N. T. “Tom” Wright has just released another paradigm-shifting book suggesting a new, more scriptural way of understanding the atonement, The Day the Revolution Began: Reconsidering the Meaning of Jesus’s Crucifixion. Wright delves deeply into how the crucifixion and resurrection of Jesus accomplish our salvation.
(Rom. 3:24-25 NET) 24 But they are justified [declared faithful to God’s covenants with the Jews] freely by his grace through the redemption [freedom from slavery] that is in Christ [King/Messiah] Jesus. 25 God publicly displayed him at his death as the mercy seat [place of forgiveness in the Holy of Holies, God’s throne on earth] accessible through faith [faithfulness/trust]. This was to demonstrate his righteousness [faithfulness to the covenant], because God in his forbearance [tolerant patience] had passed over the sins previously committed [by whom?].
I’ve refined my inserted text a bit, changing the brackets after “justified” to be “declared faithful to God’s covenants with the Jews.” After all, “righteous” means “covenant faithful,” and God had no covenant with the Gentiles.
We tend to think of the “new covenant” of Jer 31:31ff, referenced by Jesus at the Last Supper, as being with both Jews and Gentiles — but there were no Gentiles in the room, and the Gentiles at the cross were Roman soldiers, not followers of the Messiah. The covenant was made with Israel — and then later the Gentiles were invited in. “The Jews first and also to the Greeks.”
Most Christians have no idea what the “mercy seat” was. I didn’t know until recently. And most translations don’t have “mercy seat” in v. 25. Instead, most have “propitiation” or “sacrifice of atonement,” although William Tyndale has “seate of mercy.” So the NET Bible’s choice is not new.
The NET Bible translator notes explain
The word ἱλαστήριον (hilasterion) may carry the general sense “place of satisfaction,” referring to the place where God’s wrath toward sin is satisfied. More likely, though, it refers specifically to the “mercy seat,” i.e., the covering of the ark where the blood was sprinkled in the OT ritual on the Day of Atonement (Yom Kippur). This term is used only one other time in the NT: Heb 9:5, where it is rendered “mercy seat.” There it describes the altar in the most holy place (holy of holies).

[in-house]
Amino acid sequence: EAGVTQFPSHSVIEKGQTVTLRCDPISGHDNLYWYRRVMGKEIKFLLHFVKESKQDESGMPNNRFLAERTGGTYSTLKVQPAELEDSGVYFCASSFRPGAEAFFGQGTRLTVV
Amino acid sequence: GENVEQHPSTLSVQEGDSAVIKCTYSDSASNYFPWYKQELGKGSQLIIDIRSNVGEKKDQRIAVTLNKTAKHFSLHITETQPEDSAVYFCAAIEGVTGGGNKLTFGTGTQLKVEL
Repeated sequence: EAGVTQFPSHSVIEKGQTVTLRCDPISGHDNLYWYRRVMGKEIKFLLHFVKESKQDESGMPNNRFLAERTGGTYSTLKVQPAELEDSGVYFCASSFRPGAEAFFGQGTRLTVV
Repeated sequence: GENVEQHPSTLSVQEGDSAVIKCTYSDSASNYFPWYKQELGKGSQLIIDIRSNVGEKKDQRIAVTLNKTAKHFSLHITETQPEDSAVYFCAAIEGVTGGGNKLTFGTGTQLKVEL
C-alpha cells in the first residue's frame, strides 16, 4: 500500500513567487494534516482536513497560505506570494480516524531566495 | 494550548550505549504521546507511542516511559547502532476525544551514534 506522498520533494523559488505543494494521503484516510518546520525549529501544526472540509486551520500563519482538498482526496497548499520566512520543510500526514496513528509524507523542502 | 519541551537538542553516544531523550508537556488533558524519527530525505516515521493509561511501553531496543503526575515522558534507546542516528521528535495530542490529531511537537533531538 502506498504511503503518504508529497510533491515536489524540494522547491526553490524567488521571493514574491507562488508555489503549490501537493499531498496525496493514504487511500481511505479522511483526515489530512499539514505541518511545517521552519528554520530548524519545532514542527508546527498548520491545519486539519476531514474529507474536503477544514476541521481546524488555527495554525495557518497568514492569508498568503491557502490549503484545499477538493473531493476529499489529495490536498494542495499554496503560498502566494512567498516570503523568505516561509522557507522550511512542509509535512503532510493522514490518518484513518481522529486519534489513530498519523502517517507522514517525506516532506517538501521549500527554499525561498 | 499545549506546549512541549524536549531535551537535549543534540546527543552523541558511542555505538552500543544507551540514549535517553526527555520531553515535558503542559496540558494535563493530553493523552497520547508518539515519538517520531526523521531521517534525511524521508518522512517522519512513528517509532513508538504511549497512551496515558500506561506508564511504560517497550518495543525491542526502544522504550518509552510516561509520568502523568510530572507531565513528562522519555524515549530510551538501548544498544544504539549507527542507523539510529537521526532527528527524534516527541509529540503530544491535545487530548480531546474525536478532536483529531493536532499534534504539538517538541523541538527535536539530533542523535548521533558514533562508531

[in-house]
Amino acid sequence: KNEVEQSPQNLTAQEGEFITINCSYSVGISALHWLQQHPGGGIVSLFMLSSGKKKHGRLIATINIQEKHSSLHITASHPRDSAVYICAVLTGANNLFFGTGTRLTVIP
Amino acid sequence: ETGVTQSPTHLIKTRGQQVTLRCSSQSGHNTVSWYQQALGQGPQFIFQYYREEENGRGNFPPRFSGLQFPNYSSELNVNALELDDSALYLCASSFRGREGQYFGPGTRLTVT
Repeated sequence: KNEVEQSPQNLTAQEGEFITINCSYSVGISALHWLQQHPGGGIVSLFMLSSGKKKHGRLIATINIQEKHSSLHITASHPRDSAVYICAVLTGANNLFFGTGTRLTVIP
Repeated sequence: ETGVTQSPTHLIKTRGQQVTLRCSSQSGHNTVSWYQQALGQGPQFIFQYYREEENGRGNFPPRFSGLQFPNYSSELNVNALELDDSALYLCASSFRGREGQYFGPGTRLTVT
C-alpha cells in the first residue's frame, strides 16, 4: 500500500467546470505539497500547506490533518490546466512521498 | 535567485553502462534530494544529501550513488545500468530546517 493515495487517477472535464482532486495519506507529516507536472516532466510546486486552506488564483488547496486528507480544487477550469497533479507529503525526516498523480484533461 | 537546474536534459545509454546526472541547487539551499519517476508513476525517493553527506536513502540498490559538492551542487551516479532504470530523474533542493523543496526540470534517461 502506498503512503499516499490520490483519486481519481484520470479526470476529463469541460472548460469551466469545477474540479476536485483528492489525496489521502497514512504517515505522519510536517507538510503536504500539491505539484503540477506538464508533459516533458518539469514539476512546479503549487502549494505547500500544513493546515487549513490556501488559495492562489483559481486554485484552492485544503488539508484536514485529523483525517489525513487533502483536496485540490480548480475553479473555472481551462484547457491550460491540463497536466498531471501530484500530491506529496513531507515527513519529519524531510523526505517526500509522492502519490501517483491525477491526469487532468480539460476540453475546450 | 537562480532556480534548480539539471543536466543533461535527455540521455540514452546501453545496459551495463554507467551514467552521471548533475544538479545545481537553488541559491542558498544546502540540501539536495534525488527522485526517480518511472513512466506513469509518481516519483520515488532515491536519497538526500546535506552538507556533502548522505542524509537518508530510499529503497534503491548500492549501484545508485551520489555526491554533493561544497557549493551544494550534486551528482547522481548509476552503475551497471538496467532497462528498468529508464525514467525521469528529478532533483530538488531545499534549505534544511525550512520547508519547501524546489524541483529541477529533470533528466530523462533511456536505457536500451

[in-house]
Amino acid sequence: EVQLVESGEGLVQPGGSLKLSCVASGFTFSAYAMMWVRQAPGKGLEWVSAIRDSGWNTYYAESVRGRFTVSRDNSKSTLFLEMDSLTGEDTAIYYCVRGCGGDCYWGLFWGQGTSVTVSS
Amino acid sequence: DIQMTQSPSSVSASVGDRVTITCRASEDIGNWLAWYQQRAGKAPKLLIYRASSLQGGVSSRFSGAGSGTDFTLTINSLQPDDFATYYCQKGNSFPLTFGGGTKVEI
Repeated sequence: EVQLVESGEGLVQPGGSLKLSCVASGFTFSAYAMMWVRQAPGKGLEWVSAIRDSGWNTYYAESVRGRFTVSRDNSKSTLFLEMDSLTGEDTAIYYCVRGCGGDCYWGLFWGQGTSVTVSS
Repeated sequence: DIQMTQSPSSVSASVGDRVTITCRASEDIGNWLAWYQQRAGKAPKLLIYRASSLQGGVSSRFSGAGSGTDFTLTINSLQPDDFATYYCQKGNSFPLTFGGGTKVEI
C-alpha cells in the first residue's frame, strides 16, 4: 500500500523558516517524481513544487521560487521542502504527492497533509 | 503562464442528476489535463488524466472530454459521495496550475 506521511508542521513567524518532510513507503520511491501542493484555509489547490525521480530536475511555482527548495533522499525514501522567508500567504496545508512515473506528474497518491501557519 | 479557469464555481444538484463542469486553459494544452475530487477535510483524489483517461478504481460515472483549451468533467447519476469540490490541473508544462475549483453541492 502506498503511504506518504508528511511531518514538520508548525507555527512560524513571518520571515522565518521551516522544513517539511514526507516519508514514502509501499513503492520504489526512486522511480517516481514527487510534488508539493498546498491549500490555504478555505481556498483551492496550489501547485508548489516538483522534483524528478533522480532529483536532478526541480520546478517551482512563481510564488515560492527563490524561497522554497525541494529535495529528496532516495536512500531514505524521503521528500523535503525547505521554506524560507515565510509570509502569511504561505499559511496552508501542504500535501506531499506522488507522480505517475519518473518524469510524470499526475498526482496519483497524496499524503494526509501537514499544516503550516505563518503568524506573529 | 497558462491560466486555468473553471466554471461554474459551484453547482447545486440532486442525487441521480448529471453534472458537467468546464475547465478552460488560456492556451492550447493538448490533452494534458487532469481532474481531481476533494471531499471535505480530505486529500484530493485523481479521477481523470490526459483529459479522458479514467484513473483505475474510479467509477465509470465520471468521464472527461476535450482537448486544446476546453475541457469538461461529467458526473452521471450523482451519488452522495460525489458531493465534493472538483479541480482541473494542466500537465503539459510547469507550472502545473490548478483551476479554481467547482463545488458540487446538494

Thus Paul is saying that God displayed Jesus as the “mercy seat,” the place where propitiation was accomplished. See N. S. L. Fryer, “The Meaning and Translation of Hilasterion in Rom 3:25, ” EvQ 59 (1987): 99-116, who concludes the term is a neuter accusative substantive best translated “mercy seat” or “propitiatory covering,” and D. P. Bailey, “Jesus As the Mercy Seat: The Semantics and Theology of Paul’s Use of Hilasterion in Rom 3:25″ (Ph.D. diss., University of Cambridge, 1999), who argues that this is a direct reference to the mercy seat which covered the ark of the covenant.
This still isn’t all that clear. Let’s start with the basics. The tabernacle was a tent built by the Israelites as a mobile temple. In the heart of the tabernacle was the “Holy Place” or “Sanctuary” where the priests served. Within the Holy Place was the Holy of Holies or Most Holy Place, which was separated by a curtain or veil (wiggly red line in the illustration) from the rest of the Holy Place.
Within the Holy of Holies was the Ark of the Covenant. A lid was placed over the Ark (meaning “box”) with carved cherubim (angels) with touching wings. And this was called the Mercy Seat — the throne of God. Eo 25:19-22 gives the plans and specs.
As you see, for a human, physical being, it doesn’t look at all like a throne — or even a comfortable place to sit. Or even a “seat.” But this is where God’s presence was. And the same was later true as to Solomon’s Temple, built on a grander scheme but with the same elements.
(Exod. 25:17-22 ESV) 17 “You shall make a mercy seat of pure gold. Two cubits and a half shall be its length, and a cubit and a half its breadth. 18 And you shall make two cherubim of gold; of hammered work shall you make them, on the two ends of the mercy seat. 19 Make one cherub on the one end, and one cherub on the other end. Of one piece with the mercy seat shall you make the cherubim on its two ends. 20 The cherubim shall spread out their wings above, overshadowing the mercy seat with their wings, their faces one to another; toward the mercy seat shall the faces of the cherubim be. 21 And you shall put the mercy seat on the top of the ark, and in the ark you shall put the testimony [the Ten Commandments] that I shall give you. 22 There I will meet with you, and from above the mercy seat, from between the two cherubim that are on the ark of the testimony, I will speak with you about all that I will give you in commandment for the people of Israel.”